Dang, Maurice... sorry for the late reply. I'm just now seeing this. I actually use a lot of autogenous tissue... mostly in the lower incisor region, but anytime I want maximum tissue thickness. Depending on the situation, I may stage my procedures... for example, place a free gingival graft first and then coronally reposition later. This is also very helpful in situations of high frenum attachments or short vestibular depth. For those worried about adequate flap release or flap tension, I would recommend starting with autologous grafting techniques first. ADGs are terrible under tension, as you know.


Reply

Dang, Maurice... sorry for the late reply. I'm just now seeing this. I actually use a lot of autogenous tissue... mostly in the lower incisor region, but anytime I want maximum tissue thickness. Depending on the situation, I may stage my procedures... for example, place a free gingival graft first and then coronally reposition later. This is also very helpful in situations of high frenum attachments or short vestibular depth. For those worried about adequate flap release or flap tension, I would recommend starting with autologous grafting techniques first. ADGs are terrible under tension, as you know.


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Hi David, great surgical skill and results. Compliments. What could be the reason for this hard and soft tissue recession on that area? Patient has open bite, constricted arch from bicuspid onwards distally. Upper canines are sucked in .Did you consider occlusion? Mounting the models in CR and analysing that may reveal few reasons for this recession. If that's the reason it may relapse once again . Try to check for trauma from occlusion. Regards.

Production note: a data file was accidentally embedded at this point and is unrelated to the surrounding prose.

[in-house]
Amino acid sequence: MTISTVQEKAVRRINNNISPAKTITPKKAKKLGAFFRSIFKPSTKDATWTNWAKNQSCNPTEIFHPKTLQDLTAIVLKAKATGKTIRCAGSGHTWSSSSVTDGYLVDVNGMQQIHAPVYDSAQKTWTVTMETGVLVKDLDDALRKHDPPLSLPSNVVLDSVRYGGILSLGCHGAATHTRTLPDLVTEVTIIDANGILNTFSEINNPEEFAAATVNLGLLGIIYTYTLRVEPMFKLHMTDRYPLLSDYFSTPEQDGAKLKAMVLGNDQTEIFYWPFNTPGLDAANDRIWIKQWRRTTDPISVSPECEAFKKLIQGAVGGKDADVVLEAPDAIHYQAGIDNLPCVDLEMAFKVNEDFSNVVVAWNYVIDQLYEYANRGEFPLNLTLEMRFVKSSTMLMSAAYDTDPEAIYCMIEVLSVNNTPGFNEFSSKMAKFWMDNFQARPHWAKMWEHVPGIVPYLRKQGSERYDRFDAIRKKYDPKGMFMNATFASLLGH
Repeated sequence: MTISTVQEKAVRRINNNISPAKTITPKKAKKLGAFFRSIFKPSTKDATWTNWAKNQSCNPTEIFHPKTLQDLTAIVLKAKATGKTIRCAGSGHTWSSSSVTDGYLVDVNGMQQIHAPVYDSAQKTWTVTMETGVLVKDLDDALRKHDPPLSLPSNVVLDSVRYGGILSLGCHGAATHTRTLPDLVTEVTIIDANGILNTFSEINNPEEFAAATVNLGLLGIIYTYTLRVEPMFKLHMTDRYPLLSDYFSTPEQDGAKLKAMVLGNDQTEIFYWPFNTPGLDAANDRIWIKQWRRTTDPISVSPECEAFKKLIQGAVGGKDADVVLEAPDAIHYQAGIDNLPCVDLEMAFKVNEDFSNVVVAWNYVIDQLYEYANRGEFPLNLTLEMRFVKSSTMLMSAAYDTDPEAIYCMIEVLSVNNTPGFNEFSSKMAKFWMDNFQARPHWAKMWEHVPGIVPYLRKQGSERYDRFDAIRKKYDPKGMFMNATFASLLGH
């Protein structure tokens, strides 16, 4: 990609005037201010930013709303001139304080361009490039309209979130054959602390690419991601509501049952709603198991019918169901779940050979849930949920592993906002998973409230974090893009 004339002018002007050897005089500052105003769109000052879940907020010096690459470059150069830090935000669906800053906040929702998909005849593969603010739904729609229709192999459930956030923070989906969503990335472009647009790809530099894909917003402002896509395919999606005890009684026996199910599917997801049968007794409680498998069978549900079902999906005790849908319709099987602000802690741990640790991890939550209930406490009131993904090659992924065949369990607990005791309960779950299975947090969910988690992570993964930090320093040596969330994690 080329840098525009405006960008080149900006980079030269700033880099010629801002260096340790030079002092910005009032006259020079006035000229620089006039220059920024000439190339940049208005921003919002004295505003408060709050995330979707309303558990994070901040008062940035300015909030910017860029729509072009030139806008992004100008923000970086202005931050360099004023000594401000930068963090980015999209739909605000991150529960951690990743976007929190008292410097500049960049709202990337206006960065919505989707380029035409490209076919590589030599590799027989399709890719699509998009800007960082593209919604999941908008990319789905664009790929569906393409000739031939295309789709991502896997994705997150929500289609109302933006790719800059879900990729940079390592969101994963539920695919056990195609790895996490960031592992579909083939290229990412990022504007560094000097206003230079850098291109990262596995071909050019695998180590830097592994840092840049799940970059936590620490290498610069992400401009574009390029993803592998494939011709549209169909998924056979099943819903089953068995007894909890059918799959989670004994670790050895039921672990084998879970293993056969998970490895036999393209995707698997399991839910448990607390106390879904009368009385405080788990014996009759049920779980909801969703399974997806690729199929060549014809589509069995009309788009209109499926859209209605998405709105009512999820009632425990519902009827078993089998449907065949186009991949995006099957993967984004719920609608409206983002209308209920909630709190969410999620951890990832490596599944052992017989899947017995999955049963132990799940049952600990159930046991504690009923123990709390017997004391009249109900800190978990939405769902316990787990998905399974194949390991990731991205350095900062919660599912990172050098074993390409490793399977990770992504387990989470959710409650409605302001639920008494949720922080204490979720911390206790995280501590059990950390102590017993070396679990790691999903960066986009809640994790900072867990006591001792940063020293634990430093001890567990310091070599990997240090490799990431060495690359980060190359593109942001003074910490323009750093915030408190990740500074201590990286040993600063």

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Hi David,
grate for what U did do and will do.
You are right: we need luck and pray in and for everything, and if a luminaries like you need this a novice like me is yearning for such attributes all day long.
I sucked my education in perio.from the grates like Zander Page etc.this is way i would like you guys to publish a synopsis of abbreviations.bcause many times you change it and is confusing.

love you all



Reply

Distal radius fractures account for approximately 15% of all fractures in adults. Care of these fractures is associated with a myriad of complications. This review focuses on the soft tissue complications encountered during the management of distal radius fractures, including tendon injury, nerve dysfunction, vascular compromise, skin problems, compartment syndrome, complex regional pain syndrome, and ligament dysfunction.

having a glance at this case.It was treated well and you took the right decision